Concerning reports from Uganda about Circumcision and HIV
Researchers in Uganda say circumcision only reduces HIV transmission by 1.3% – not 60% as claimed in previous clinical trials. Basing on a recent male-to-female transmission of HIV study in Uganda, researchers Gregory Boyle and George Hill in a study published by Australia’s Thomson Reuters showed that more women contracted the virus after unprotected intercourse to infected circumcised male partners. Read the article
The New York Times reports that the infection rates in Uganda from 2005-2012 have increased while the United States, through its AIDS prevention strategy known as PEPFAR, or the President’s Emergency Plan for AIDS Relief, spent $1.7 billion in Uganda to fight AIDS. The results raise questions about the efficacy of a U.S. strategy largely based on circumcision. Read the article
More studies from around the world found no benefit to circumcision and HIV
A study in Puerto Rico found, “Male circumcision may not make much difference to overall male HIV incidence in Caribbean context.” Researchers concluded, “a blanket roll-out of an MMC (Medical Male Circumcision) program in the context of a Caribbean country such as Puerto Rico would not necessarily make much difference to HIV prevalence in men as a whole.” Rodriguez-Diaz CE et al. More than foreskin: circumcision status, history of HIV/STI, and sexual risk in a clinic-based sample of men in Puerto Rico. Journal of Sexual Medicine, early online publication. doi: 10.1111/j.1743-6109.2012.02871.x, 2012. Read the abstract here.
Circumcision makes no difference to HIV infection in UK gay men: An analysis of an online and gay-venue survey of white, British-born, gay and bisexual men in the UK has found no association between whether they were circumcised and whether they had HIV. Doerner R et al. Circumcision and HIV infection among men who have sex with men in Britain: the insertive sex role. Archives of Sexual Behavior, early online edition, DOI 10.1007/s10508-012-0061-1, 2013. Read the abstract here.
Israeli study about HIV in a heavily circumcised country
A study in Israel showed that the HIV rate skyrocketed 55% between 2005 – 2012. Between 1981 through the end of 2011, there were 6,579 people in Israel who were diagnosed as having HIV or full-blown AIDS. Of this total, only 1,265 were homosexual men. That means 5314 heterosexual circumcised men contracted HIV leading to this stunning increase. Authorities attribute the increase to more people having unprotected sex, and lack of fear of the disease. Since Israeli men are all circumcised, it would be logical to assume their willingness to engage in unprotected sex was in part due to the widely publicized belief that circumcision offers protection. Read the story here. Furthermore, Israel has a much higher HIV infection rate than Japan, where in Japan most men are intact.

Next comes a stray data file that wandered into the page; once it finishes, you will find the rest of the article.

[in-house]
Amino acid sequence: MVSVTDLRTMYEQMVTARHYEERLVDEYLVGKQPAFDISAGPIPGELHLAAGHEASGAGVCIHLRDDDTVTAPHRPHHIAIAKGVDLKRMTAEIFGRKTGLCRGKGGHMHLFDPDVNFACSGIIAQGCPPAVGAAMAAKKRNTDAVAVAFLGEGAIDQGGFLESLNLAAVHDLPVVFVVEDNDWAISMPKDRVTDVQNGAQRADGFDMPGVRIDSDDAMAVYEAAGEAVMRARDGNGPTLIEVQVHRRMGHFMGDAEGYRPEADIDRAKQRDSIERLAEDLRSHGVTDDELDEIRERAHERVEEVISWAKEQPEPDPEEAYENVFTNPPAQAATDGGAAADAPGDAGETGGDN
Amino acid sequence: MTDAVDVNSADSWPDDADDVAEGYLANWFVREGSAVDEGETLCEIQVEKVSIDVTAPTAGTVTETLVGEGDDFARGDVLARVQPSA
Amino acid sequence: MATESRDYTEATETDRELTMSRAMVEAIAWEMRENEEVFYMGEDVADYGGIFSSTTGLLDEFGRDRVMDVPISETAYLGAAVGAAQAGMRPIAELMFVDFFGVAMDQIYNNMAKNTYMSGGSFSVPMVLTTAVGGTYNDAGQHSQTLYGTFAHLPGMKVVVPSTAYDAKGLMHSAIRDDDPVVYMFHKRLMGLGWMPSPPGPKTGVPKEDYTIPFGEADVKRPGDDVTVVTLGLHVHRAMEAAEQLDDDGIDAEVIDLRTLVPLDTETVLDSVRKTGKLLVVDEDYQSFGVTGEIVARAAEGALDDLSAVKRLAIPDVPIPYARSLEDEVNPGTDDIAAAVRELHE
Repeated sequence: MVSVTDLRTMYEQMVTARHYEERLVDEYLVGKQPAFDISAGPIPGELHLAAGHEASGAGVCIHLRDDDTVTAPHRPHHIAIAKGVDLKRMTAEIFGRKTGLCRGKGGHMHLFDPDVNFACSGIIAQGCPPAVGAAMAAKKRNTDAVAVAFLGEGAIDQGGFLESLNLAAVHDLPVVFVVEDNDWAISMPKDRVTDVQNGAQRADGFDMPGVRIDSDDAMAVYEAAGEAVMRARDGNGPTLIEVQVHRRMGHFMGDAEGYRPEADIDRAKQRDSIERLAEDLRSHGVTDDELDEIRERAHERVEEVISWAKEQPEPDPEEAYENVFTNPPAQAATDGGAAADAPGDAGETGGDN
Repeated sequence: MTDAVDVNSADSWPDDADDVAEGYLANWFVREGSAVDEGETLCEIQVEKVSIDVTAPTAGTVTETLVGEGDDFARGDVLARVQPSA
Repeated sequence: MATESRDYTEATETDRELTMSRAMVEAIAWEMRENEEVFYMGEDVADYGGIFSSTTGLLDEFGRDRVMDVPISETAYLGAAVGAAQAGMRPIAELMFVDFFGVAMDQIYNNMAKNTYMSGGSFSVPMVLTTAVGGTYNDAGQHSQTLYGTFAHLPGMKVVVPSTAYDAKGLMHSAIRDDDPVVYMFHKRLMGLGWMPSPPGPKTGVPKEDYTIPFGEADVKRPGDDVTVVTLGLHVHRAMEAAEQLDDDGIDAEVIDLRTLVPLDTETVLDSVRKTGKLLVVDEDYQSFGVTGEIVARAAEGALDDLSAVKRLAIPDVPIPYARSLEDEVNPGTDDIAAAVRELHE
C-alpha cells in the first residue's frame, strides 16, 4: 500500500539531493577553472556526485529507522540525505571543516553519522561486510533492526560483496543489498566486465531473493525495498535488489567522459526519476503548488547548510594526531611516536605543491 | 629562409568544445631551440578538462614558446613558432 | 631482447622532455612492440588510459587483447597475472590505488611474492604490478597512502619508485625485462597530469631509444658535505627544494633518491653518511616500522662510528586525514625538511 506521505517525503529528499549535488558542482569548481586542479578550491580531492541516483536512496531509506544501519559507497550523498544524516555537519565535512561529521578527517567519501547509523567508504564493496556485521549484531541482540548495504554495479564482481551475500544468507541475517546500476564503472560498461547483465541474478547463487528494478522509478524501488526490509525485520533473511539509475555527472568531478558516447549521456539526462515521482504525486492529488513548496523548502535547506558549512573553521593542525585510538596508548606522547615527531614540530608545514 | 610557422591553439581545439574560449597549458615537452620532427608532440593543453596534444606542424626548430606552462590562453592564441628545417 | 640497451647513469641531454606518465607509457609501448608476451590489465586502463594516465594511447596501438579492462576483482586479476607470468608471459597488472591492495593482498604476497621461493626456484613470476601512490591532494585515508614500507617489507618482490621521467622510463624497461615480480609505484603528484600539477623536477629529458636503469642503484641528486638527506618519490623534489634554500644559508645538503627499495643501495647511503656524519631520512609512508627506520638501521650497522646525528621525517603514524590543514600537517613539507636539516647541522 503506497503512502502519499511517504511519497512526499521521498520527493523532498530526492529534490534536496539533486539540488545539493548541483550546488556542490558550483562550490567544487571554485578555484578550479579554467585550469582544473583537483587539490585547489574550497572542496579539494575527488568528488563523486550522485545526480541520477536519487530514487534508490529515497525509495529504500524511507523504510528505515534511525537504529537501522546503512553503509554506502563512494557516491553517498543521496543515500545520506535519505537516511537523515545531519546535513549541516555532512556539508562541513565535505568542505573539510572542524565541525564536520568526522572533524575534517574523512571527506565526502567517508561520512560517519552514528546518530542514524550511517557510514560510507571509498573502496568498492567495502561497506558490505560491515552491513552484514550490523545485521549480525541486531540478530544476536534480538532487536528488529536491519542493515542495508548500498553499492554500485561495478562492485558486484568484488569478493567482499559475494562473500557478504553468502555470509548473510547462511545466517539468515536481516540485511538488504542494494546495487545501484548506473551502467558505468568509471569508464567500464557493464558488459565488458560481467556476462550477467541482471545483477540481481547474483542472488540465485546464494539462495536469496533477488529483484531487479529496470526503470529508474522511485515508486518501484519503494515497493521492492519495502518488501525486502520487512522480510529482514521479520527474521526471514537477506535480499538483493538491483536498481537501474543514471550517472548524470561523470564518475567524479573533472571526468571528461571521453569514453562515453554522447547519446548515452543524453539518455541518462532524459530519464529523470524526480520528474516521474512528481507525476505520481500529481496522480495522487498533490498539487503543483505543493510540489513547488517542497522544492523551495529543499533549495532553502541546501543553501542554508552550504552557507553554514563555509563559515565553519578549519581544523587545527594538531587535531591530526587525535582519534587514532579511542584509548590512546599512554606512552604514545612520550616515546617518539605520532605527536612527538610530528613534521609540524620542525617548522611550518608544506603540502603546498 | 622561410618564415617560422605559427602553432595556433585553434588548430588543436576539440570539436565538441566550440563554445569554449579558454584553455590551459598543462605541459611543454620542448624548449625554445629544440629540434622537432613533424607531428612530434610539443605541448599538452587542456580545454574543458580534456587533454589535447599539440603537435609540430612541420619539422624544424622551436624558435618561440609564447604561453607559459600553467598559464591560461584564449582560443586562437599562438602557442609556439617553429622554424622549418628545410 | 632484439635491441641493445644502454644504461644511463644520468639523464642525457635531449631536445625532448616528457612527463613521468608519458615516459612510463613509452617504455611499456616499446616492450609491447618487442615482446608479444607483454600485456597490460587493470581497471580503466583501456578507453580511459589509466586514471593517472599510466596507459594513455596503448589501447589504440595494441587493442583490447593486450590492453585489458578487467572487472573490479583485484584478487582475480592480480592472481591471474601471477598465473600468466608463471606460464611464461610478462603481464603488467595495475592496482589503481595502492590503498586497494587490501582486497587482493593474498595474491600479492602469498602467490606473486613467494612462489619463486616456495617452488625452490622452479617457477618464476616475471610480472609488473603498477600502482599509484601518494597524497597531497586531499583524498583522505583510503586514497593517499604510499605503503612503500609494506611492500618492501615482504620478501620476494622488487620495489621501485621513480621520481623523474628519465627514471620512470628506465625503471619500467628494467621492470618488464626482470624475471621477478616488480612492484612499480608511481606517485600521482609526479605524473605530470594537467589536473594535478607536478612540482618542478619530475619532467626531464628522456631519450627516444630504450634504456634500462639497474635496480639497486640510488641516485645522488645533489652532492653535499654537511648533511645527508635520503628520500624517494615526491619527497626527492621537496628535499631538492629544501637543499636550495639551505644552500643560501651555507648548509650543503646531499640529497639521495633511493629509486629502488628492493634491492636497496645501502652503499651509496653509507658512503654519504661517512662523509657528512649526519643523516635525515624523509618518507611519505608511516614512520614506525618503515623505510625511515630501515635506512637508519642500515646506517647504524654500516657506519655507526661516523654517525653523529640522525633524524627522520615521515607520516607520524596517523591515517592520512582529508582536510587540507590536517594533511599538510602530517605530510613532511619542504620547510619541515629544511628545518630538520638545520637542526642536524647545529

More Reasons Why Circumcision and HIV can’t stop infection
The HIV virus can attack the mucosa at the meatus (urethral opening) or inside the urethra just as easily as the foreskin. So then the question arises, how much surgical cutting do we do to eliminate mucosal tissue from the penis? The only way to eliminate the mucosal tissue would be to eliminate the penis! Most men of sexually active age in the United States are already circumcised, but the HIV infection rates are higher in the USA than in other developed countries where circumcision is rare. Even common sense tells us the circumcision is unreliable in protecting against HIV.
Using Male Circumcision To Prevent HIV Endangers Women
Circumcision of HIV-infected men did not reduce HIV transmission to female partners over 24 months; longer-term effects could not be assessed.
(Circumcision in HIV-infected men and its effect on HIV transmission to female partners in Rakai, Uganda: a randomised controlled trial. (Lancet. 2009 Jul 18;374(9685):229-37. doi: 10.1016/S0140-6736(09)60998-3.
Circumcision can increase the risk to women if sex is resumed before the wound has completely healed. (Wawer M, Kigozi G, Serwadda D, et al. Trial of male circumcision in HIV+ men, Rakai, Uganda: effects in HIV+ men and in women partners. 15th Conference on Retroviruses and Opportunistic Infections. 3-6 February 2008. Boston. Abstract 33LB.)